Finally, the most urgent reason is cost: the NHS is under huge financial strain, and must find £22 billion in efficiency savings over the next five years. For NHS England, the CDF’s ballooning cost has been one of its biggest headaches, causing a £214 million overspend in its specialist commissioning budget in 2014/15. The CDF budget will rise to £340 million in this financial year, but has threatened to keep on rising without further intervention.
Pharma industry reaction
Paul Catchpole, ABPI Director of Value and Access has welcomed the news, saying it was “a move that the ABPI broadly supports, as long as cancer patients can continue to access the medicines they need.”
He added: “We have said all along that the Cancer Drugs Fund (CDF) was nothing more than a sticking plaster, albeit one that has enabled thousands of patients to access cancer medicines, and that NICE, along with NHS England, needs to develop a longer-term sustainable solution to the evaluation and commissioning of cancer medicines.”
But Catchpole said there should be further reform, calling the move “a much-needed bridge to greater reform of NICE” so that all patients can benefit from improved access to new medicines. He indicated that the AAR could bring about this larger change.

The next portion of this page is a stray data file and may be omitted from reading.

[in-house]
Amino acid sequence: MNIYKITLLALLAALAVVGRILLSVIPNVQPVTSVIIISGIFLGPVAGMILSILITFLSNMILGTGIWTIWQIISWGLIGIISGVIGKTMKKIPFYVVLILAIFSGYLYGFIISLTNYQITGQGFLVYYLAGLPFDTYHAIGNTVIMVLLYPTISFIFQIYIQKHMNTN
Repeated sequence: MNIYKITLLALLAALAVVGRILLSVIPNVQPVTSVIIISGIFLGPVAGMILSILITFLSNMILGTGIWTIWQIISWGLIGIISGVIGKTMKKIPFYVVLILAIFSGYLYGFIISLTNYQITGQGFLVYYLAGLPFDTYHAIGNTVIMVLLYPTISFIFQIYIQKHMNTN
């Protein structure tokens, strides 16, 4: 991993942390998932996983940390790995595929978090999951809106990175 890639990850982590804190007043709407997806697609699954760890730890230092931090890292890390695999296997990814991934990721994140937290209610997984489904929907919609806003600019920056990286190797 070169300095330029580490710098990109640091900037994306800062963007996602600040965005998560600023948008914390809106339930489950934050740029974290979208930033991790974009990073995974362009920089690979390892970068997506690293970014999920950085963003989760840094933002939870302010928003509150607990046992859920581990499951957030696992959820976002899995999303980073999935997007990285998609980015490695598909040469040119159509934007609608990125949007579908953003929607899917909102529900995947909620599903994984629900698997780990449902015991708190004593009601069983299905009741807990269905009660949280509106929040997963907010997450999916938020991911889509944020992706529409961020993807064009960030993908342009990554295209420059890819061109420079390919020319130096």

He said the reforms could help the UK match the levels of access to cancer drugs seen in other European countries.
The new proposals address some key areas the ABPI has been lobbying for for some time, including a more flexible NICE end-of-life criteria and the introduction of ‘conditional NICE’ approvals for promising medicines until additional evidence can be collected.
“There is more to be addressed but it is a very encouraging start,” Catchpole concluded.
NHS England’s board meets today to discuss the plan, and patient charities will be watching for further details before declaring their own verdicts on this major overhaul.
Watch the NHS England board meeting live today from 10.30am (UK time) here.
Read the NHS England board papers for today’s meeting (23 July) here.